Airports Commission chief urges ministers to reject Gatwick claims

Airports Commission chief urges ministers to reject Gatwick claims

The head of the Airports Commission has intervened in a row over London airport expansion by urging ministers to reject calls to expand Gatwick instead of Heathrow.

Sir Howard Davies (pictured) pressed the government to approve a third runway at Heathrow – as recommended by the commission - and reject attempts to swing the decision in favour of its West Sussex rival.

He separately attacked London mayor Boris Johnson, a vocal opponent of Heathrow expansion, insisting that his analysis of air capacity was “flawed”.

His comments were made in letters to the Department for Transport and the London Assembly, the Times reported.

Writing to transport secretary Patrick McLoughlin, Sir Howard effectively urged the government to reject Gatwick’s case.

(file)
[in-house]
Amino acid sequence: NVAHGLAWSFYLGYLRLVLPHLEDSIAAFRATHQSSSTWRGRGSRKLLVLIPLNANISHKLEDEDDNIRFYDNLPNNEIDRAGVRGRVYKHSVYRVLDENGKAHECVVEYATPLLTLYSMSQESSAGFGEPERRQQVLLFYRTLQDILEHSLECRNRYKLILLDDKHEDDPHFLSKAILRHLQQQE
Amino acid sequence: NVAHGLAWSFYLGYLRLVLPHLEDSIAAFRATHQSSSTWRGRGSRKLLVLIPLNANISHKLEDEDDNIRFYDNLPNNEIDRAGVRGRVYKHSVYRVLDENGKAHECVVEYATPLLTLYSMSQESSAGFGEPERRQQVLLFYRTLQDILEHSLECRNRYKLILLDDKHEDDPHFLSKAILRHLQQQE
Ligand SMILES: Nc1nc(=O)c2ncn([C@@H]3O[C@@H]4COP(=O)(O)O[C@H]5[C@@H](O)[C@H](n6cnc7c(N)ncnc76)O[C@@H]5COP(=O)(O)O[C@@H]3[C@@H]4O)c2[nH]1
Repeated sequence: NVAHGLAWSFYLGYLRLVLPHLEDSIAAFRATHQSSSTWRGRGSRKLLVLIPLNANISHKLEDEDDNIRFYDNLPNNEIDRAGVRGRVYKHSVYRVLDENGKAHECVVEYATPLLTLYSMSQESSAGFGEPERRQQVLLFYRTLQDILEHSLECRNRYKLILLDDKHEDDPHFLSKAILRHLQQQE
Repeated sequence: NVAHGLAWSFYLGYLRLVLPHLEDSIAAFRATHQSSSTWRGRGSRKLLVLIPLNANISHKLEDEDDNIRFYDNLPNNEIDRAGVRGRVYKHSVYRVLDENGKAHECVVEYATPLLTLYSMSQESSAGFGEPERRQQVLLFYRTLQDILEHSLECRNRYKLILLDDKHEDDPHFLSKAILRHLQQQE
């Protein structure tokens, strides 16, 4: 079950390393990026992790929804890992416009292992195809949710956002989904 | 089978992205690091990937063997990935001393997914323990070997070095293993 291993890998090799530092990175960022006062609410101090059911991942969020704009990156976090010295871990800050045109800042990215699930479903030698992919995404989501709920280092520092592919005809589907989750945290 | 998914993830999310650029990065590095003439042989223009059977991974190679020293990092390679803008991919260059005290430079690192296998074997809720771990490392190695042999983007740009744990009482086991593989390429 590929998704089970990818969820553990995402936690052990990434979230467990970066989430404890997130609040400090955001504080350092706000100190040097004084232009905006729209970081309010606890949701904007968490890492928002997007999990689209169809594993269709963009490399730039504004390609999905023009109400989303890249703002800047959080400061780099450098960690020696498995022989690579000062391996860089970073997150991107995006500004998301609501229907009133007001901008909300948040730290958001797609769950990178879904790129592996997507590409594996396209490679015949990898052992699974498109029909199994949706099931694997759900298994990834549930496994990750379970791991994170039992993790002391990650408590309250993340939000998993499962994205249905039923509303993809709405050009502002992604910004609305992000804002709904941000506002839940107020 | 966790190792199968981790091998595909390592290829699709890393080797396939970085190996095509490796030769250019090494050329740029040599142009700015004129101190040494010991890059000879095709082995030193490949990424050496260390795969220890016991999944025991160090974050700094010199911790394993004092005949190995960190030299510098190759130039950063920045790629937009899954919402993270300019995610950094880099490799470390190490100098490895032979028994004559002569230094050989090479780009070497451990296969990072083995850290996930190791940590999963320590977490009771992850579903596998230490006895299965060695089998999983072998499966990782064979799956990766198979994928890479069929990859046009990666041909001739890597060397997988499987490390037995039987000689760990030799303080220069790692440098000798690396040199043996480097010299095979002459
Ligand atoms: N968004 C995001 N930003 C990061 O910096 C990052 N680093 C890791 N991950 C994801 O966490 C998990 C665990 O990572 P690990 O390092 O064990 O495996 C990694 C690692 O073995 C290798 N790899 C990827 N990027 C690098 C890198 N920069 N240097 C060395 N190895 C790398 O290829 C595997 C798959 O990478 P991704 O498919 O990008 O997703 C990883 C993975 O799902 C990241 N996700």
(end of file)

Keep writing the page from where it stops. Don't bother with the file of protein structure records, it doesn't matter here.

He said Gatwick’s claim that a cheaper runway would lead to lower charges for passengers compared with those at Heathrow was “entirely misguided”.

Sir Howard, now chairman of RBS, also advised ignoring Gatwick’s “over-simplistic” claims that the cost of building a third runway would escalate.

It was “nonsense” that the commission had played down the impact of noise associated with an expanded Heathrow, he wrote, adding that up to 200,000 people could face less noise as a result of a third runway.

One of the biggest criticisms of the Heathrow plan has focused on the level of pollution, with an influx of cars on roads around the airport. Sir Howard insisted the government was already tackling pollution concerns.

He also insisted that “limited weight should be placed on the suggestion that air quality represents a significant obstacle to expansion”, despite mounting concerns over pollution after the VW scandal, according to the newspaper.

Gatwick chief executive, Stewart Wingate, said: “I am sure many people will be surprised that Sir Howard maintains that ‘limited weight’ should be placed on the issue of air quality as an obstacle to airport expansion.

“It is currently at illegal levels at Heathrow and it is hard to see how millions more car journeys with a third runway will not make it even worse. Only Gatwick can guarantee that the country gets the economic benefits that it needs from aviation expansion.”

Minsters are expected to make a decision on a new runway by the end of the year.


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